In an era of military base closings and cuts in defense spending, the major role played by the U.S. naval installations in the local economy is an occasional matter of concern. While Hampton Roads recently lost the Joint Forces Command headquarters, the Defense Base Closure and Realignment (BRAC) base-closing axe which descended in 2005, and which likely would have had more serious local effects, missed the local economy, sparing it the loss of a major base. When the possibility of a new round of BRAC-driven base closures reared its head again in the current administration, Hampton Roads dodged yet another bullet. “Defense Secretary Leon Panetta said there will be no new round of military base closings next year, abandoning a proposal he made in February that Congress was set to oppose,” Bloomberg Businessweek reported in August. “It’s now clear obviously there will not be a round of BRAC authorized” in 2013, Secretary Panetta stated in a speech at the time. Still, it likely will be only a matter of time before Hampton Roads again faces the possibility of base closings.
Indeed, all is not safe. In late June the Navy “unexpectedly” announced that it would shift three locally-based ships to Mayport Naval Station in the Jacksonville, FL area two years earlier than expected, Inside Business, The Hampton Roads Business Journal reported at the time. According to Hampton Roads Planning District Commission, the loss of the ships will cost the local economy 5,220 jobs and $590 million. “The departure of those dollars will be felt by retailers, malls, restaurants, auto dealerships, home builders and apartment owners,” notes the Journal.
While the Metropolitan Statistical Area (MSA) has other assets, including a viable Leisure and Hospitality sector (more than 12.0% of total non-farm employment), the role of the defense-related federal sector should not be underestimated. According to the U.S. Bureau of Labor Statistics (BLS), the Government sector overall accounted for fully 21.4% of total non-farm jobs as of August. BLS data as of August, meanwhile, report total MSA non-farm employment up 2,200 jobs (0.3%) and 5,400 jobs (0.7%) over the preceding 12-and 24-month time spans. These are not strong gains alongside any number of U.S. metro areas. Moreover, more than half of the numerical increases can be attributed to job growth in the federal government sector. In addition, small recent gains are reported by the BLS for the MSA in the state and local government subsectors as well. Meanwhile, some portion of what Hampton Roads will lose in the form of three ships sailing away, it may retrieve in a sports arena. The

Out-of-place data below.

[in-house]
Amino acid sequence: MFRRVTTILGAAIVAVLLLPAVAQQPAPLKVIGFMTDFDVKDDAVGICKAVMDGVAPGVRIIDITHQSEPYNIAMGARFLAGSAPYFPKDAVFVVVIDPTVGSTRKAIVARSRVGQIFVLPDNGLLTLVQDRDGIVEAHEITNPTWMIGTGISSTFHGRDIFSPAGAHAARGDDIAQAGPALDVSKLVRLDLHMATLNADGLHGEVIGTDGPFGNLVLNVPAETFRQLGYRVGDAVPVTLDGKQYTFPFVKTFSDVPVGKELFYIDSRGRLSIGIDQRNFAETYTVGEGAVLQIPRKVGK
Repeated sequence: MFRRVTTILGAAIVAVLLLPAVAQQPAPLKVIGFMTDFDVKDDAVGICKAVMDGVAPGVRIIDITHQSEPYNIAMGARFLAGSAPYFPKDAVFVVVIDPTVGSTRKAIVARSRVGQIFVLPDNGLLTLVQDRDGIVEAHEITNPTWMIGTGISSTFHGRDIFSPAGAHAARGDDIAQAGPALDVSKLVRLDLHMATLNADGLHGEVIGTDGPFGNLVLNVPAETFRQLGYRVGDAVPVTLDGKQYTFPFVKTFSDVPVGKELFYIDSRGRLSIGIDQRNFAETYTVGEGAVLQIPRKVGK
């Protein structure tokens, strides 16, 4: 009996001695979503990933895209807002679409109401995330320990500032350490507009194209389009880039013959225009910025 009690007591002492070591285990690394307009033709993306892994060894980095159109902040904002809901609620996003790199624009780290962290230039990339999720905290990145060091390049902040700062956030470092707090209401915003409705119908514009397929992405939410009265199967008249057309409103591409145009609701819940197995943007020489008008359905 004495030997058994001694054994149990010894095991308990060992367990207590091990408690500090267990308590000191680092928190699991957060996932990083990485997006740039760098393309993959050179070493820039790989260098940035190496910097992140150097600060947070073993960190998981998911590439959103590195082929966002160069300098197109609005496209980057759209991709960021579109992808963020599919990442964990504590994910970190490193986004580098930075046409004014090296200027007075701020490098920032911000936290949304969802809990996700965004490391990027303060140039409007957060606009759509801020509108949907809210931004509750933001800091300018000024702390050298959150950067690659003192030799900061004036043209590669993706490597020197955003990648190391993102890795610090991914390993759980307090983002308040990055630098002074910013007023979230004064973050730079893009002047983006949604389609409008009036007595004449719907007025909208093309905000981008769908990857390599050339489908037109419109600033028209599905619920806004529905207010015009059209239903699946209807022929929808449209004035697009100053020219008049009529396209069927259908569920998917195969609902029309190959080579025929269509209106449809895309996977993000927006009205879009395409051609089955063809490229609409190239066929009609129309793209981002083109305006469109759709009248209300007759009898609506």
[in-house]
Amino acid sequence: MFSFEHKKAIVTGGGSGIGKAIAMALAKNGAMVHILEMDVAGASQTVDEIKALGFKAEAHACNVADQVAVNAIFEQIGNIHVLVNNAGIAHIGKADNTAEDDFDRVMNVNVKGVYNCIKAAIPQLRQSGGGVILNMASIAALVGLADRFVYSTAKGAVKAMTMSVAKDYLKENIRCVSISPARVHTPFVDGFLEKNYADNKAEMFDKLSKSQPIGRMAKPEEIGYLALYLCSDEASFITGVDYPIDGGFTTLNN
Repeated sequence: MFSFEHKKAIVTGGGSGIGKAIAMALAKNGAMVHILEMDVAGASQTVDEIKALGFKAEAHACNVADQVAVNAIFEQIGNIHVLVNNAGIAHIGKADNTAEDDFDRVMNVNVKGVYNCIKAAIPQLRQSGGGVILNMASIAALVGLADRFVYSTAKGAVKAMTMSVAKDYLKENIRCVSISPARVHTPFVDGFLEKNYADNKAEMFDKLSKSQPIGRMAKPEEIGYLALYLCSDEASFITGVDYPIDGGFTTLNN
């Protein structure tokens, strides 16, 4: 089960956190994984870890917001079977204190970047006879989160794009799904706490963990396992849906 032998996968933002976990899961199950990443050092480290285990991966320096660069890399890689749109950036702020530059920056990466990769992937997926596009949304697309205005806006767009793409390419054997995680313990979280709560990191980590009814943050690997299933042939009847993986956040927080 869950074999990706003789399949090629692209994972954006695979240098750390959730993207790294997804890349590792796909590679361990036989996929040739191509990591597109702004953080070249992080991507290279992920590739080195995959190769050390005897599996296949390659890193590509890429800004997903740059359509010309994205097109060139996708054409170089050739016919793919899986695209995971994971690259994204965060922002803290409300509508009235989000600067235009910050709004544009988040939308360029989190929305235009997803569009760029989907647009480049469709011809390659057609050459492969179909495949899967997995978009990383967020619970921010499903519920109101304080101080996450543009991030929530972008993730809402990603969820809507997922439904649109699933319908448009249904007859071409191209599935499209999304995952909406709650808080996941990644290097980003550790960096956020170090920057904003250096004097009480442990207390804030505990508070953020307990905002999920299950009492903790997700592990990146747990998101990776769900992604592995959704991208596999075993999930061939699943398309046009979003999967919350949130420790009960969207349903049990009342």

Sacramento Kings professional NBA basketball franchise has proposed moving its team to and building a new stadium in Virginia Beach, Inside Business reported in late August. An arena deal was “in the works” later that month.
Signs of improvement have appeared in the “distressed” Hampton Roads housing market, The Virginian-Pilot reported in July. “The number of homes listed for sale continued to drop in June to 11,532, down 2.3% from May and [down] 18.6% from the same time in 2011,” according to the report. In South Hampton Roads, which includes Virginia Beach, the decline has been more “dramatic.” According to CoreLogic as cited by this source in July, 87,710 area homes were “underwater” as of March 31, down from 93,081 at the end of 2011. At $210,000, the June median selling price was reported up 6.1% for the month and was up 12.6% year-over-year.